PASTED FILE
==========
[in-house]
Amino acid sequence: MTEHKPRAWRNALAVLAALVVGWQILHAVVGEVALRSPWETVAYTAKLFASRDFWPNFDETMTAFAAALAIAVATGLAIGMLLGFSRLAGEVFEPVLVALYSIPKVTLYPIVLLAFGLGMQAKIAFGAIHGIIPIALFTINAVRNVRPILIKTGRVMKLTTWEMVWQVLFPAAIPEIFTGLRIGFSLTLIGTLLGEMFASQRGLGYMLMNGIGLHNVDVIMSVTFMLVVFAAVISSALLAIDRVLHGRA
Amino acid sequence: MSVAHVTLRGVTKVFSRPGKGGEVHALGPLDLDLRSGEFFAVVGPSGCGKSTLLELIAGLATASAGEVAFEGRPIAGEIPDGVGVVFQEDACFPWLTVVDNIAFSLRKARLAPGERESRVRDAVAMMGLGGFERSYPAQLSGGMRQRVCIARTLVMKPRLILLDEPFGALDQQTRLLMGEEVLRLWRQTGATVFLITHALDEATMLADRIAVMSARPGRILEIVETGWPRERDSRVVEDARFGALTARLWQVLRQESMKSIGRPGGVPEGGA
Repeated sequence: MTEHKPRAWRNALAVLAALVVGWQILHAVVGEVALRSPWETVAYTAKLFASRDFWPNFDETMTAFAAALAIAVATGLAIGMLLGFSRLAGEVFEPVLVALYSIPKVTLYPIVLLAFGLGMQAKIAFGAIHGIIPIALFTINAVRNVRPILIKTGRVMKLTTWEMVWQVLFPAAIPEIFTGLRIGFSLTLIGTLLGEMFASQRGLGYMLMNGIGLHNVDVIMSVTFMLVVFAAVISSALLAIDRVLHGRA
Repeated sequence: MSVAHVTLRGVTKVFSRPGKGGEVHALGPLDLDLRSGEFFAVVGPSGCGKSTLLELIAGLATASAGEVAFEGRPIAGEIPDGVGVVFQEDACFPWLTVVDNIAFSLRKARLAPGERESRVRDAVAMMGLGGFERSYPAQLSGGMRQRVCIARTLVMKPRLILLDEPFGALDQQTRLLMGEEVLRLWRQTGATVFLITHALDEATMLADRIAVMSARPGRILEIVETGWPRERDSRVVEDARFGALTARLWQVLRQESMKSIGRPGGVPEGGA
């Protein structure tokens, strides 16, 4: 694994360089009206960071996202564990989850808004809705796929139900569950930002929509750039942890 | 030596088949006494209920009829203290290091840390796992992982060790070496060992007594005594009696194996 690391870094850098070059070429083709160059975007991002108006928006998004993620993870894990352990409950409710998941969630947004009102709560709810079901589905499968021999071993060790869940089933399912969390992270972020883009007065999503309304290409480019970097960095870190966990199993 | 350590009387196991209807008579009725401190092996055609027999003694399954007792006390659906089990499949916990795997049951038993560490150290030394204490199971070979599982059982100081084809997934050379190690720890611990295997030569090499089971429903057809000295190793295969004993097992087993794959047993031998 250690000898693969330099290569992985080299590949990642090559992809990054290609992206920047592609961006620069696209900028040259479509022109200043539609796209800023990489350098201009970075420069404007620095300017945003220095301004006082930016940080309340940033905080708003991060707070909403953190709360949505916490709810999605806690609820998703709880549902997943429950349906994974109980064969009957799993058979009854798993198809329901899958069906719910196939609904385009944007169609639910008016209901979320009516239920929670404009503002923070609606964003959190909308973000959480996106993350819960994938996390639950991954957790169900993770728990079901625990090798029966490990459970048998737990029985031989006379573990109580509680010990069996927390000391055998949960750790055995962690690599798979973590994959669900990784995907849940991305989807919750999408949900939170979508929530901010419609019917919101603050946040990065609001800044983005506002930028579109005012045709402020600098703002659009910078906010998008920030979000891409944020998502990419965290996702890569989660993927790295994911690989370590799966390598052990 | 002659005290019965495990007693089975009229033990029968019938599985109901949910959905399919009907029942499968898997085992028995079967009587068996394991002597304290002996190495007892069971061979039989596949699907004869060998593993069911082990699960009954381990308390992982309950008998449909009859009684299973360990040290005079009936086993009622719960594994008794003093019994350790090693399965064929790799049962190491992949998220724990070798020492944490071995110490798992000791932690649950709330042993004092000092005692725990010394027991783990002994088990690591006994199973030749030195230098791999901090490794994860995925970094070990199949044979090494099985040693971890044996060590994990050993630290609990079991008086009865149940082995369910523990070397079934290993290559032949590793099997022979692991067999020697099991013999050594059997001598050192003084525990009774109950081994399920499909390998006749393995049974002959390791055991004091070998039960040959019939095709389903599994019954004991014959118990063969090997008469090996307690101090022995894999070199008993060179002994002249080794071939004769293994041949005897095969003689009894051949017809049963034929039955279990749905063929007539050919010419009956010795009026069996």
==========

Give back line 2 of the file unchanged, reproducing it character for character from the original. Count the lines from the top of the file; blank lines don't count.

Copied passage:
Amino acid sequence: MTEHKPRAWRNALAVLAALVVGWQILHAVVGEVALRSPWETVAYTAKLFASRDFWPNFDETMTAFAAALAIAVATGLAIGMLLGFSRLAGEVFEPVLVALYSIPKVTLYPIVLLAFGLGMQAKIAFGAIHGIIPIALFTINAVRNVRPILIKTGRVMKLTTWEMVWQVLFPAAIPEIFTGLRIGFSLTLIGTLLGEMFASQRGLGYMLMNGIGLHNVDVIMSVTFMLVVFAAVISSALLAIDRVLHGRA